Friday, October 25, 2013

Soybeans in Alberta - harvesting

After doing a post at planting I completely forgot to do some updates through the year, other than through Twitter.

We harvested on Tuesday.  The overall average was 37 bu/ac with 900Y61 soybeans from Pioneer at 35 bu/ac and TH32004 from Quarry Seeds (distributed by Fabian Seed Farm) at 40 bu/ac.  They podded very low to the ground (sometimes less than an inch) so I figure about 3-5 bu/ac were lost due to this.  Also, they had been holding up well until some Chinook winds of a few weeks ago and I'd say again 3-5 bu/ac were lost (counting the pod/sq.ft. on the ground).  I need to look into other varieties that pod higher.  I also wonder if the slow start to the year meant that smaller plants when flowering is initiated (by daylength) meant they podded lower.
These varieties don't branch much so missing plants cause yield losses more so than bushier ones.  It wasn't obvious in season but at maturity you could see the open areas more.  We need to do more work with the drill or use a precision planter.  

Overall I think there is potential with these.  We will see how the marketing goes to make the final call.  Working on variety selection and better planting I think 50 bu/ac is reasonable.  They definitely have a fit in a grain rotation to break cereal disease (and insect) cycles.  More importantly for our farm they give a chemical break where we have a year without Group 1 or 2's.  They clean up some hard to control weeds.  They also spread the workload.  They are the last to be planted (mid-late May), last to be sprayed, and the peak irrigation is July/August, which is when cereals are mostly done.  They also spread out the harvesting, as long as you don't mind harvesting in October.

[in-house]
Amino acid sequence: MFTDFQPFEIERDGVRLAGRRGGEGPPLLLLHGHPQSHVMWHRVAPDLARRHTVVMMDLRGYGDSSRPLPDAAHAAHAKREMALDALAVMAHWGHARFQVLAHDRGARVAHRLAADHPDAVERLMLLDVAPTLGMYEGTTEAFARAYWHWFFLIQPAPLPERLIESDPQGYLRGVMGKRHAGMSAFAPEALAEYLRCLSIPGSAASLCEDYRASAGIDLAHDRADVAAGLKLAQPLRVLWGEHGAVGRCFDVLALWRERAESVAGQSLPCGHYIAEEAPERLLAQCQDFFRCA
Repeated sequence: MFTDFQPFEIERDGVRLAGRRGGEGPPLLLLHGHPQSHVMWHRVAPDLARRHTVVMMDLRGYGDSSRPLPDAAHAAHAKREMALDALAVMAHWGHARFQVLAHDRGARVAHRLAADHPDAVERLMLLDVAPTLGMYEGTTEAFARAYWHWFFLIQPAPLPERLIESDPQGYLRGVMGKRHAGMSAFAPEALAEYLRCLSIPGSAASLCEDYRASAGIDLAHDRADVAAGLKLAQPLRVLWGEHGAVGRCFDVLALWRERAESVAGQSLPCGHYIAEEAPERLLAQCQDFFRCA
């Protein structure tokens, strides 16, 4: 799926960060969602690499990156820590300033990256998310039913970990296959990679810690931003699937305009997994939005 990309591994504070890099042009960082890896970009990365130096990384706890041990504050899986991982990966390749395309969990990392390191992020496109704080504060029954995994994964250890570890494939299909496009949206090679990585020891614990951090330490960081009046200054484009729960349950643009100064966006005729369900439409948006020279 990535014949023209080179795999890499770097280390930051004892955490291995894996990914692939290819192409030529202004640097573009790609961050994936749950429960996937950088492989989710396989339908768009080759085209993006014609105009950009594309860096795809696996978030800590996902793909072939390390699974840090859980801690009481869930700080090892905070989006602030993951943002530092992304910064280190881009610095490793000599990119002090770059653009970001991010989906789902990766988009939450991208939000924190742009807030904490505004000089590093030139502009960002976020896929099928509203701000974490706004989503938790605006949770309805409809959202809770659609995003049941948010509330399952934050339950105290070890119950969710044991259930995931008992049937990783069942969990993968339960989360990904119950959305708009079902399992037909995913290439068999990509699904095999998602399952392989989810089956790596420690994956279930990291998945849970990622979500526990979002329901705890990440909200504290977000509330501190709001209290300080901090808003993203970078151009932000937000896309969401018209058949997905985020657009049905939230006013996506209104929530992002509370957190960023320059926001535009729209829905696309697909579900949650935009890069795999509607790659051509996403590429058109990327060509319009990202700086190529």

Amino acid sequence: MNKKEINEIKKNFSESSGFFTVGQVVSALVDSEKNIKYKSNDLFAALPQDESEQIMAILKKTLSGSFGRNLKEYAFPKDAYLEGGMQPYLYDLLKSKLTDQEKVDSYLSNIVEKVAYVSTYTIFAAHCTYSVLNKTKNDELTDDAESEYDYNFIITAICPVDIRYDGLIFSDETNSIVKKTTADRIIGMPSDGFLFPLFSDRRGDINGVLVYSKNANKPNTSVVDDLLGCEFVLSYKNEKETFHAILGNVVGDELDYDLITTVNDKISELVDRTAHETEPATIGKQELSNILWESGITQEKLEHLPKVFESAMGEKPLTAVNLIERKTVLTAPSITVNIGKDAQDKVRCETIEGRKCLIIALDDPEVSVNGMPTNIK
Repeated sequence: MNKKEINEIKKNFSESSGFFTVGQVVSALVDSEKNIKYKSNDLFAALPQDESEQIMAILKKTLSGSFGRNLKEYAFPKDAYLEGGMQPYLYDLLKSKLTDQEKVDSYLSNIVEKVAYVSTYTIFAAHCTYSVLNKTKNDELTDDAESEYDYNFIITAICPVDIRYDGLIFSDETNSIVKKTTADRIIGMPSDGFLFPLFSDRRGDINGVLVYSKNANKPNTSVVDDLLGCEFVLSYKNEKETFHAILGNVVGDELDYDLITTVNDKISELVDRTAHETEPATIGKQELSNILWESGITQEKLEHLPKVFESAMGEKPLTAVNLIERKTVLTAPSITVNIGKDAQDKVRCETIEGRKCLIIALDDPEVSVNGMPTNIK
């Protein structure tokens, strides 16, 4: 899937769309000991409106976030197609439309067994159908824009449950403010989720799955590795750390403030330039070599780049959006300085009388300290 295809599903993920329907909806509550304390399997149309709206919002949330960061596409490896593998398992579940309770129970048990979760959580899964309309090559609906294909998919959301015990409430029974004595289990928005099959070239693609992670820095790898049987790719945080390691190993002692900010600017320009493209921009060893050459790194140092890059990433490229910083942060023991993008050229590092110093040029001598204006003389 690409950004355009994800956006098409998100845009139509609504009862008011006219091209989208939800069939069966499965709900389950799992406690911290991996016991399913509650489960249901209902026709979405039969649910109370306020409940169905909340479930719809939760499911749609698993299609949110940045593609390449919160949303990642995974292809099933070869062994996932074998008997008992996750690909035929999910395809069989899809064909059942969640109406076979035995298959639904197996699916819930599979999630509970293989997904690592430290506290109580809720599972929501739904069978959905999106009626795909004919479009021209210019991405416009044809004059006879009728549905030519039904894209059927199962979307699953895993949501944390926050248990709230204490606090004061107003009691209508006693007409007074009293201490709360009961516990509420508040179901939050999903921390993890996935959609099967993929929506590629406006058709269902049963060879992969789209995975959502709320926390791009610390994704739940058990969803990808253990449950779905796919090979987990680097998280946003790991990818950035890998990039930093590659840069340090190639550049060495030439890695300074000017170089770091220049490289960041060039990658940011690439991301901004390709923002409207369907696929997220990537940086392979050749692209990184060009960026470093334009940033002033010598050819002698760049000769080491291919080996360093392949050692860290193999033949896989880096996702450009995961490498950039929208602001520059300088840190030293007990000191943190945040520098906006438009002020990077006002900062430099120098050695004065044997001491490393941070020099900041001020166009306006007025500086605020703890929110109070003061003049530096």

I realized after we were done I only took one picture of the day!  Here it is below.

Sunday, October 20, 2013

Leaves for composting

My leaf bin is full for this coming year. I got 12 large garbage bags from the United Church. About 3 years ago I was driving by and they had a bunch of leaves bagged and I asked if I could take them. They were happy someone would take them so they didn't have to haul them to the compost area and I was happy to get a truckload (literally) of leaves! Ever since I've been getting them from them.

I've offered to help but now they just have a lawn company do them with lawnmower and bagging attachment. Its actually much nicer this way as I get them shredded meaning I can stuff more in the bin and they mix better for compost.

Saturday, October 05, 2013

Yearly compost turning

On the left is the compost from 2011 that was in the bin to the right. I'm now moving the stuff from 2012 into this one and then the bin from this year will move into that spot. On the far right I'll fill with leaves. I mix these with kitchen scrapes and yard waste through the year in the bin on a weekly basis. As you can see it reduces down a lot over time. This is a slower method but once you have been doing it for a few years you have a constant supply each year. It also only requires turning once per year.